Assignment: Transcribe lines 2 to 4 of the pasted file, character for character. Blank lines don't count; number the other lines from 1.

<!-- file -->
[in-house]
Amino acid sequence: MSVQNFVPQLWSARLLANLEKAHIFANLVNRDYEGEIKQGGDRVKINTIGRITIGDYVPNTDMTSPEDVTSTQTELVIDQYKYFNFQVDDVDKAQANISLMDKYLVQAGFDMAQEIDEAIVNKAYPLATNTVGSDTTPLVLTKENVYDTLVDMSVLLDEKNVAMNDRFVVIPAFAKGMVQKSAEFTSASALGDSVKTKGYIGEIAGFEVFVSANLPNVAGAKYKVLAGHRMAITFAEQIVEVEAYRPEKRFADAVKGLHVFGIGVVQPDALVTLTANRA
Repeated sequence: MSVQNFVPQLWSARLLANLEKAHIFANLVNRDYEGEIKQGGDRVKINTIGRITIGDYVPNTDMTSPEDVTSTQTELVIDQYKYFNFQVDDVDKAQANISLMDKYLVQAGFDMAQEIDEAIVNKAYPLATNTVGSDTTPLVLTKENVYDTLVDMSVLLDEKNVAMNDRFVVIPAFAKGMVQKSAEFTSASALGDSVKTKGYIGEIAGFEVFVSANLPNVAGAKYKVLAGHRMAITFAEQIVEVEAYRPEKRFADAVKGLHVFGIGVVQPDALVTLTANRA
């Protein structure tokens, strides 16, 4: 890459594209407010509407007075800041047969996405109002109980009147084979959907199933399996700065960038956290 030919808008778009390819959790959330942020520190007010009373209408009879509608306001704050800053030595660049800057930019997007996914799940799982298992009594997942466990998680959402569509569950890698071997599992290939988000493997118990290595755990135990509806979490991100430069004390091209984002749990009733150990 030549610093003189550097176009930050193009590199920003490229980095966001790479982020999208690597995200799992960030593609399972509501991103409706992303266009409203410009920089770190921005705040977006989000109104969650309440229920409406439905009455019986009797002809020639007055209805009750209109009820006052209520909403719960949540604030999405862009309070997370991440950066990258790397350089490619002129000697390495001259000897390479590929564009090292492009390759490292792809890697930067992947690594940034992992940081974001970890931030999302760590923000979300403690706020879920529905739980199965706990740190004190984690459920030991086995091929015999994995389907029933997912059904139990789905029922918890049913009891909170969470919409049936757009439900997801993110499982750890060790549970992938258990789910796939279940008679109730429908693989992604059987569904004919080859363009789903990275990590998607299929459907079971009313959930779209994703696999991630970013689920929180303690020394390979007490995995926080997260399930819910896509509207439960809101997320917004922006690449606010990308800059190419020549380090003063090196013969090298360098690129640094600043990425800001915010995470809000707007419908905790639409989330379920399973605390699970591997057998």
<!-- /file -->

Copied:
Amino acid sequence: MSVQNFVPQLWSARLLANLEKAHIFANLVNRDYEGEIKQGGDRVKINTIGRITIGDYVPNTDMTSPEDVTSTQTELVIDQYKYFNFQVDDVDKAQANISLMDKYLVQAGFDMAQEIDEAIVNKAYPLATNTVGSDTTPLVLTKENVYDTLVDMSVLLDEKNVAMNDRFVVIPAFAKGMVQKSAEFTSASALGDSVKTKGYIGEIAGFEVFVSANLPNVAGAKYKVLAGHRMAITFAEQIVEVEAYRPEKRFADAVKGLHVFGIGVVQPDALVTLTANRA
Repeated sequence: MSVQNFVPQLWSARLLANLEKAHIFANLVNRDYEGEIKQGGDRVKINTIGRITIGDYVPNTDMTSPEDVTSTQTELVIDQYKYFNFQVDDVDKAQANISLMDKYLVQAGFDMAQEIDEAIVNKAYPLATNTVGSDTTPLVLTKENVYDTLVDMSVLLDEKNVAMNDRFVVIPAFAKGMVQKSAEFTSASALGDSVKTKGYIGEIAGFEVFVSANLPNVAGAKYKVLAGHRMAITFAEQIVEVEAYRPEKRFADAVKGLHVFGIGVVQPDALVTLTANRA
């Protein structure tokens, strides 16, 4: 890459594209407010509407007075800041047969996405109002109980009147084979959907199933399996700065960038956290 030919808008778009390819959790959330942020520190007010009373209408009879509608306001704050800053030595660049800057930019997007996914799940799982298992009594997942466990998680959402569509569950890698071997599992290939988000493997118990290595755990135990509806979490991100430069004390091209984002749990009733150990 030549610093003189550097176009930050193009590199920003490229980095966001790479982020999208690597995200799992960030593609399972509501991103409706992303266009409203410009920089770190921005705040977006989000109104969650309440229920409406439905009455019986009797002809020639007055209805009750209109009820006052209520909403719960949540604030999405862009309070997370991440950066990258790397350089490619002129000697390495001259000897390479590929564009090292492009390759490292792809890697930067992947690594940034992992940081974001970890931030999302760590923000979300403690706020879920529905739980199965706990740190004190984690459920030991086995091929015999994995389907029933997912059904139990789905029922918890049913009891909170969470919409049936757009439900997801993110499982750890060790549970992938258990789910796939279940008679109730429908693989992604059987569904004919080859363009789903990275990590998607299929459907079971009313959930779209994703696999991630970013689920929180303690020394390979007490995995926080997260399930819910896509509207439960809101997320917004922006690449606010990308800059190419020549380090003063090196013969090298360098690129640094600043990425800001915010995470809000707007419908905790639409989330379920399973605390699970591997057998």